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12.15.2016 Legal News

Solar Energy Continues to Shine in South Carolina

Donald Trump’s election as our next President throws the long-term outlook for President Obama’s Clean Power Plan into disarray.  Nevertheless, South Carolina, a state historically reliant upon coal-fired power plants, continues to explore alternative energy sources for its citizens.  In 2014, the State enacted legislation intended to ease restrictions on energy companies.  For example, the Distributed Energy Resource Program Act allows independent solar companies to lease solar panels to customers without being regulated as a public utility. 

Prior to the Act, solar regulation was largely left in the hands of existing utilities, meaning it was difficult for independent solar companies to compete.   Now, regulatory responsibility has passed to the Office of Regulatory Staff (ORS).  By transitioning oversight to ORS, the legislature hopes to diversify the mix of energy resources, while helping the State catch up with North Carolina and Georgia in efforts to encourage solar power.  In addition to solar implementation, the State’s Definitive Energy Resource (DER) program has identified goals for landfill, wind, and hydroelectric power generation. 

Showing signs of progress, EPA, along with DHEC, the City of Spartanburg and others, hosted the nation’s first Clean Energy Savings for All Summit this past August.  The ceremony marked the kickoff of a solar farm constructed at the Arkwright landfill in Spartanburg, a former Superfund site.  According to EPA, the installation of 12,000 solar panels will bring jobs to the community and a source of clean energy to almost 500 nearby homes.  Similar projects, such as the Colleton Solar Farm, have utilized former farmland and become more prevalent in the State.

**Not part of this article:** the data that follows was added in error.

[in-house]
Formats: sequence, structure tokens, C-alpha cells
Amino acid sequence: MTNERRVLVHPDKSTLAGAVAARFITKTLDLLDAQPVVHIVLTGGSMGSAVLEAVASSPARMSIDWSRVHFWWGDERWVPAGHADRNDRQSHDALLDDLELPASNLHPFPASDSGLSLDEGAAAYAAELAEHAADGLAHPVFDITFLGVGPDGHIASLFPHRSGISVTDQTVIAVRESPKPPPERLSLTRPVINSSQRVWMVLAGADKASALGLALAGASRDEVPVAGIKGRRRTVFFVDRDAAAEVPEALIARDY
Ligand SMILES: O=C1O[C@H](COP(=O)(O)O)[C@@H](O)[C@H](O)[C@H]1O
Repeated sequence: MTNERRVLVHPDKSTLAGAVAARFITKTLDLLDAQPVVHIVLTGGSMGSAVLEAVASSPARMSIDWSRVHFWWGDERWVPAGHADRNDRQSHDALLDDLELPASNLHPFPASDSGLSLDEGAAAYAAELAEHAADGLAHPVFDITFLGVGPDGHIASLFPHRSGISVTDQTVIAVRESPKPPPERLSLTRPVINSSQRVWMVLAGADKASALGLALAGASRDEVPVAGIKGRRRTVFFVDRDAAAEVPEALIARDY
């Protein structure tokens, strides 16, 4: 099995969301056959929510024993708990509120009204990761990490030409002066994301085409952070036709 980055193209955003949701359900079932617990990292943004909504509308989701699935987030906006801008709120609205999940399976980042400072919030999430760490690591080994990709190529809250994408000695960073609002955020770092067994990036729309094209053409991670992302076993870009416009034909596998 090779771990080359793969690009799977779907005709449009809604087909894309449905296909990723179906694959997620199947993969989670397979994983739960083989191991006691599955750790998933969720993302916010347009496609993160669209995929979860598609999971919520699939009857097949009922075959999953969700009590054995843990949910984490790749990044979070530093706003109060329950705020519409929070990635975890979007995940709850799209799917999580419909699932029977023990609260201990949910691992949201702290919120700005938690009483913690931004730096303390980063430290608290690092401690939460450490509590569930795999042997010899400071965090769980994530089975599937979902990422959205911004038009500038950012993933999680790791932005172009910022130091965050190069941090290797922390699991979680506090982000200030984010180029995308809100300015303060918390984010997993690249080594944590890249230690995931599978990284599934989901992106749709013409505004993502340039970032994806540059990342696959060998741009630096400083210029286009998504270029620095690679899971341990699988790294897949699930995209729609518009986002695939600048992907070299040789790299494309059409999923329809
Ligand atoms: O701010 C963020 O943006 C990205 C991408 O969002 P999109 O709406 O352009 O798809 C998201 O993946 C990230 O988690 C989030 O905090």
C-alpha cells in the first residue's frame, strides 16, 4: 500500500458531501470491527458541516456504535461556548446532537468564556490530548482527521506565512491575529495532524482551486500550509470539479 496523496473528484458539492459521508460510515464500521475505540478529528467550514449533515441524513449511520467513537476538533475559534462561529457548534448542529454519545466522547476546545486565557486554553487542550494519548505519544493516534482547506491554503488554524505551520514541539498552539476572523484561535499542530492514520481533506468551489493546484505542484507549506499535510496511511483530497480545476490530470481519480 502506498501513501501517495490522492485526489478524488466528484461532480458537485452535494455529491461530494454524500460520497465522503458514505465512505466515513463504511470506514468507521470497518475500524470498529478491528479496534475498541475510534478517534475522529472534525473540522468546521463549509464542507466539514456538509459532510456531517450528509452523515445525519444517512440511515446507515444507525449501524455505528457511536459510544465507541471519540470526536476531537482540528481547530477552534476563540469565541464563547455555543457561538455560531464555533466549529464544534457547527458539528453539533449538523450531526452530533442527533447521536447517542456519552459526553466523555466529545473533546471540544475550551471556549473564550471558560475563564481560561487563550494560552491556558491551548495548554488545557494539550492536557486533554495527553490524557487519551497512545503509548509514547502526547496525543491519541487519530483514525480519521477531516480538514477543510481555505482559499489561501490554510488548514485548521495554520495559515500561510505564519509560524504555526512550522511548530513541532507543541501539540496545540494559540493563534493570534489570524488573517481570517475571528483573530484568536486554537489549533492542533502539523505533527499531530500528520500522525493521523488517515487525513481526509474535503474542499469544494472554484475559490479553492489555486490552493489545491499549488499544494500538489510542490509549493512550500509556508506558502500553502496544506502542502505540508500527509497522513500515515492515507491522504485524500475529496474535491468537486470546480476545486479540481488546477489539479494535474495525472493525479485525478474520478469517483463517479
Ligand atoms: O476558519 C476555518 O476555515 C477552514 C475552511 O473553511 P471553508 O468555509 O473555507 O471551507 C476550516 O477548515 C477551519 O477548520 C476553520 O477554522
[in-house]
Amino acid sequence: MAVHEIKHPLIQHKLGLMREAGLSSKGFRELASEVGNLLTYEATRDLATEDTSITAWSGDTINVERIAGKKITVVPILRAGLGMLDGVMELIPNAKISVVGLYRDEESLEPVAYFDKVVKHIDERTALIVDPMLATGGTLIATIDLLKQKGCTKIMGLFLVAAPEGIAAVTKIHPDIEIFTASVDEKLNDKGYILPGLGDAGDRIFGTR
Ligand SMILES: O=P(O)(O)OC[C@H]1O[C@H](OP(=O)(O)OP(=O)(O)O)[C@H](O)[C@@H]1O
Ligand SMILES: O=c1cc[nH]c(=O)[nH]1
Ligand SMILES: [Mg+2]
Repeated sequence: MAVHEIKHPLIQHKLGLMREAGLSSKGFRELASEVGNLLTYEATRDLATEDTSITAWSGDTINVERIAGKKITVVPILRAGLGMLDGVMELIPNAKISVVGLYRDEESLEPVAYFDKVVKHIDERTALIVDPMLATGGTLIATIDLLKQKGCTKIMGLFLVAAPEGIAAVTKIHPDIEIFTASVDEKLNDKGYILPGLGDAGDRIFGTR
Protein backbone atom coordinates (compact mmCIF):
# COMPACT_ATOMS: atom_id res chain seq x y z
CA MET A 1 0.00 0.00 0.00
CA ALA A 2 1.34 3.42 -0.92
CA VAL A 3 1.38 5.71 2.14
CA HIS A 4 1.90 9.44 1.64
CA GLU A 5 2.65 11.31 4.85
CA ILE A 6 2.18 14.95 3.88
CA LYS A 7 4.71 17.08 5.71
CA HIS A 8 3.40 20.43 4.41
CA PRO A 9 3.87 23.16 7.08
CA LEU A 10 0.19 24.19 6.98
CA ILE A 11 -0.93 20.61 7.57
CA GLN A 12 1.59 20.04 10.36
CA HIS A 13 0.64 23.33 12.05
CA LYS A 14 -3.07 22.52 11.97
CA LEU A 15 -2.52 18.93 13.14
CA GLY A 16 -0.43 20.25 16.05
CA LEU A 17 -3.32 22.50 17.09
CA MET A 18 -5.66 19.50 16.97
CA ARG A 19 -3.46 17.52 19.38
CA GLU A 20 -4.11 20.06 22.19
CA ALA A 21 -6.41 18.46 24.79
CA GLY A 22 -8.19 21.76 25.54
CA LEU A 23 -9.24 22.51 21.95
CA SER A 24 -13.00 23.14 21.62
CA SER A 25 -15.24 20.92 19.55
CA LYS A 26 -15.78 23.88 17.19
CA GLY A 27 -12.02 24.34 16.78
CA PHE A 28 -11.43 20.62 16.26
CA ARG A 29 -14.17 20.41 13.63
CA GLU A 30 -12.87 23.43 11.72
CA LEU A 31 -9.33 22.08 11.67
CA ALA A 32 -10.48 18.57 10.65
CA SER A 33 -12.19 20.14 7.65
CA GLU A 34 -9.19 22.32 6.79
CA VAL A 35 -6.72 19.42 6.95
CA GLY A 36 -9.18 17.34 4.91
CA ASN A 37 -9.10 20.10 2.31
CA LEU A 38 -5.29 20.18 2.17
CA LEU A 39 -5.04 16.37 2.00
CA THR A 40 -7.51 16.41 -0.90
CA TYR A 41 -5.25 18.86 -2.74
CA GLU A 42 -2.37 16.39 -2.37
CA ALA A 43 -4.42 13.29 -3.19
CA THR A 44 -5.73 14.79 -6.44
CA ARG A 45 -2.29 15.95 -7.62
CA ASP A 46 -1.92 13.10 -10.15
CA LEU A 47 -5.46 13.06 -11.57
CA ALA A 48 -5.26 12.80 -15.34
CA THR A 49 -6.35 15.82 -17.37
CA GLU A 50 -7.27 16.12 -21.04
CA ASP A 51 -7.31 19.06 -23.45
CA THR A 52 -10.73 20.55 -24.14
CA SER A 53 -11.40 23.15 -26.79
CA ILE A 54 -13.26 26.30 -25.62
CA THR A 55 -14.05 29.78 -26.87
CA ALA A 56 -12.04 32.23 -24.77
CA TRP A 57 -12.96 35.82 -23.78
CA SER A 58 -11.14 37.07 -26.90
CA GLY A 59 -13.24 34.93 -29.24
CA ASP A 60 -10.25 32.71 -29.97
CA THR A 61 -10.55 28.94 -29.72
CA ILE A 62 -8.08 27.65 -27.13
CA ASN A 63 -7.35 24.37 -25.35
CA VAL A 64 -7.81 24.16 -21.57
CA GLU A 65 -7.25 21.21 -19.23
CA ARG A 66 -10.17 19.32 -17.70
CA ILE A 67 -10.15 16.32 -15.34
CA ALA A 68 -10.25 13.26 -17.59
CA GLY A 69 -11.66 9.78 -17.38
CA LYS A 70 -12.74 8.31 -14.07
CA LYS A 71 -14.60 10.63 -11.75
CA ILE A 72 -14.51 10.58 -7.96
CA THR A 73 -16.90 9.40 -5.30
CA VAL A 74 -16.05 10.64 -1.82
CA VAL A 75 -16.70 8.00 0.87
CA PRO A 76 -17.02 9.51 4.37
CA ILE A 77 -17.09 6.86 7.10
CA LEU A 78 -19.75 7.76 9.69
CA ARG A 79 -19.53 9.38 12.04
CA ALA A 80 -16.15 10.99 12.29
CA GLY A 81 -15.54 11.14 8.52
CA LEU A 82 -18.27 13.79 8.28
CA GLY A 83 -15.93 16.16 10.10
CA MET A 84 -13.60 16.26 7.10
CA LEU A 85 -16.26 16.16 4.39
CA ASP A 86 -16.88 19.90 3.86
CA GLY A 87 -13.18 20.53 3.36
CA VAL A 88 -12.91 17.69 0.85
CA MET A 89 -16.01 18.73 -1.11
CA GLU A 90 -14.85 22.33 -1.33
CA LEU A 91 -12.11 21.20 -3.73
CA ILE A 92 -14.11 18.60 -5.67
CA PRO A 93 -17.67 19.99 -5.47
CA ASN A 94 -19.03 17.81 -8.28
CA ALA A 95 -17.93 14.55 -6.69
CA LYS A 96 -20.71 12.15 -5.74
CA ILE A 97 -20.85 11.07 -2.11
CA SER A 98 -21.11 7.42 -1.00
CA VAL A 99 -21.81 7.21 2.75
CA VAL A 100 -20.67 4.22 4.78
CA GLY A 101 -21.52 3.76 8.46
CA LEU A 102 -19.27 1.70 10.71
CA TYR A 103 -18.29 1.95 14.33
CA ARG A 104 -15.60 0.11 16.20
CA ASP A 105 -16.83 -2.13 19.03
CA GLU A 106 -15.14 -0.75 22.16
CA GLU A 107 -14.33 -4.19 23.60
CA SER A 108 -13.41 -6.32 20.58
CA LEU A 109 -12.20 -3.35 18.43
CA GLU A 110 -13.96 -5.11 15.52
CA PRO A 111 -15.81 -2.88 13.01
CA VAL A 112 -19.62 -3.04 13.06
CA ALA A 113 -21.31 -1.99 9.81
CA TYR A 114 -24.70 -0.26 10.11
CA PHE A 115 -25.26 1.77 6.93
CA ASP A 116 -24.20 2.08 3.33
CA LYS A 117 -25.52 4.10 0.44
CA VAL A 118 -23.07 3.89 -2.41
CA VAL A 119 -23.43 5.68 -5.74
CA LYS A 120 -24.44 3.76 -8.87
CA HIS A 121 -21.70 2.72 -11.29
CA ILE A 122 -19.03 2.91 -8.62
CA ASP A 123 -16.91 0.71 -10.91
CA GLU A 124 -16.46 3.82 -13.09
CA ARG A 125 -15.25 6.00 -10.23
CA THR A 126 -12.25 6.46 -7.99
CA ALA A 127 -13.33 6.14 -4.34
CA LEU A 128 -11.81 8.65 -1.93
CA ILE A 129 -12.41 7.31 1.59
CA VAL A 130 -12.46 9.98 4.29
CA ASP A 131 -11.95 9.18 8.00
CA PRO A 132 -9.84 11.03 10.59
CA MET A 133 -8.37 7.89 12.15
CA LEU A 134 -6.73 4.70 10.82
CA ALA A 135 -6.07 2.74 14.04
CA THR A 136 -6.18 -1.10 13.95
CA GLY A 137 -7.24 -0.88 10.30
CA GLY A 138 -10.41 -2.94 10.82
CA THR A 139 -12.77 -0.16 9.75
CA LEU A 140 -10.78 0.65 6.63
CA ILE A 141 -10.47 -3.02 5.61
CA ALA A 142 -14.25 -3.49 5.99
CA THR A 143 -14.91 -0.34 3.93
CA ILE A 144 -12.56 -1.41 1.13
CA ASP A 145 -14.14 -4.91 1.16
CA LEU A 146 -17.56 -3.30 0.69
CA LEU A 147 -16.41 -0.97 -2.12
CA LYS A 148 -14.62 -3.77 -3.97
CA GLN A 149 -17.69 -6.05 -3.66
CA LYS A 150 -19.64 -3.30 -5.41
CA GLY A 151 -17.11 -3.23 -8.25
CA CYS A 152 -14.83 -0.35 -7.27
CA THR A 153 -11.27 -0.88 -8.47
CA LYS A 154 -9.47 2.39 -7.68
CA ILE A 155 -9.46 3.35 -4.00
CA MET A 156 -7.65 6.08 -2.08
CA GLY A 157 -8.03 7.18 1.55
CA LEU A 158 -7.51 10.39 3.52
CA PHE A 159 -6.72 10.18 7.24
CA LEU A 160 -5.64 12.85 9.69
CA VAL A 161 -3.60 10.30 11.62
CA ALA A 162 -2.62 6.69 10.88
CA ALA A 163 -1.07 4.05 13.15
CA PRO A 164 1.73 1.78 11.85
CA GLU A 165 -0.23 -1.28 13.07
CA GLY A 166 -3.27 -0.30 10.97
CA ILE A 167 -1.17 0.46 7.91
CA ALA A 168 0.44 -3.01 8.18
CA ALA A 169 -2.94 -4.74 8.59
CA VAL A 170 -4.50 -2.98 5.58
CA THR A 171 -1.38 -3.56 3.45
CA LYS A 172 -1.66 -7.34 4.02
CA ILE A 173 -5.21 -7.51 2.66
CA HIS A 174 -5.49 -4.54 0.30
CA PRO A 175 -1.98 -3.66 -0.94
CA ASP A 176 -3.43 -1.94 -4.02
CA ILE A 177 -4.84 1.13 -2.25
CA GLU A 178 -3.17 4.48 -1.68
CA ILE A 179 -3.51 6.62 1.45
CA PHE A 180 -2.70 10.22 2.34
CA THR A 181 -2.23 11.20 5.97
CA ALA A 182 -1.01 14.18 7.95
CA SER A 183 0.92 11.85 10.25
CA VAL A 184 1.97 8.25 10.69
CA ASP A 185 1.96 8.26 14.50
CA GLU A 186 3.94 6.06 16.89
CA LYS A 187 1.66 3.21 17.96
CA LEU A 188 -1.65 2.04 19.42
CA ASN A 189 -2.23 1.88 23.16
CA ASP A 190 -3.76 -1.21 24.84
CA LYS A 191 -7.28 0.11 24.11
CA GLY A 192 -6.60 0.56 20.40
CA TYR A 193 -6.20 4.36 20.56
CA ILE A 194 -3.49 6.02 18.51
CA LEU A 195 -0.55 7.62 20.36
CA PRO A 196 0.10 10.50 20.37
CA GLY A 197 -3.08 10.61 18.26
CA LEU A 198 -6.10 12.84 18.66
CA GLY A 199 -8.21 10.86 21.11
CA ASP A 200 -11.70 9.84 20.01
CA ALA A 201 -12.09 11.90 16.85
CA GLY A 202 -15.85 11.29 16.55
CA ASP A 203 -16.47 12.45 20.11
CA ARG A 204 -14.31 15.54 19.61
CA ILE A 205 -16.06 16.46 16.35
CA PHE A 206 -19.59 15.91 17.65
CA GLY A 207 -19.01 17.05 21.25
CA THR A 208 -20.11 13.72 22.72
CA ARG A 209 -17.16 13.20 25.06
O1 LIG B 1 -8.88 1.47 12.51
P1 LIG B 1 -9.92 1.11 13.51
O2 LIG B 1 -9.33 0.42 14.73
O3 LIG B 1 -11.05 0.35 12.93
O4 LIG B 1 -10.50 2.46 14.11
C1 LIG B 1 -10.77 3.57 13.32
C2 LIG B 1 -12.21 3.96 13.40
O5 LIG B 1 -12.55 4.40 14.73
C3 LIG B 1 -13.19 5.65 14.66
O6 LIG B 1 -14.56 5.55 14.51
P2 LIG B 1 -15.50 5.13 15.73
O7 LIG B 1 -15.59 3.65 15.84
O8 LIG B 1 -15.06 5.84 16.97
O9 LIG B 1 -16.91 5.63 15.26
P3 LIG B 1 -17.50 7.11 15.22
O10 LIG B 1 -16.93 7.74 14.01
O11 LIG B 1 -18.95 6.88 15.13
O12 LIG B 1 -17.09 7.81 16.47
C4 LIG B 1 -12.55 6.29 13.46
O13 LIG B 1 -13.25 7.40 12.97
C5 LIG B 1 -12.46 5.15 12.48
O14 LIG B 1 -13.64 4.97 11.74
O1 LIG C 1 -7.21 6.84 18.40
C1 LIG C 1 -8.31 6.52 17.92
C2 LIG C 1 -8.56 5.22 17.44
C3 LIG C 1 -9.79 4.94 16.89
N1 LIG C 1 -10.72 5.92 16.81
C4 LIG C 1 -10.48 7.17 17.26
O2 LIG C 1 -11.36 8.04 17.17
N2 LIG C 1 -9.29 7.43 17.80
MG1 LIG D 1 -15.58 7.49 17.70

As the market expands and the State moves away from coal, it is inevitable that solar companies, electric power utilities, and regulators will encounter some difficulties when trying to establish rates, address demand, and determine bill credits or other offsets.  However, expansion of available resources in South Carolina provides a unique opportunity for industry and manufacturers looking for alternatives to traditional power sources.  It also may create a way to offset rising energy costs.  Although the Obama Administration’s energy legacy is murky, signs indicate South Carolina will continue to explore emerging renewable markets that provide realistic benefits to its growing consumers, including industry and manufacturers. 

Distributed Energy Resource Program Act, S.C. Code Ann. § 58-39-110, et seq.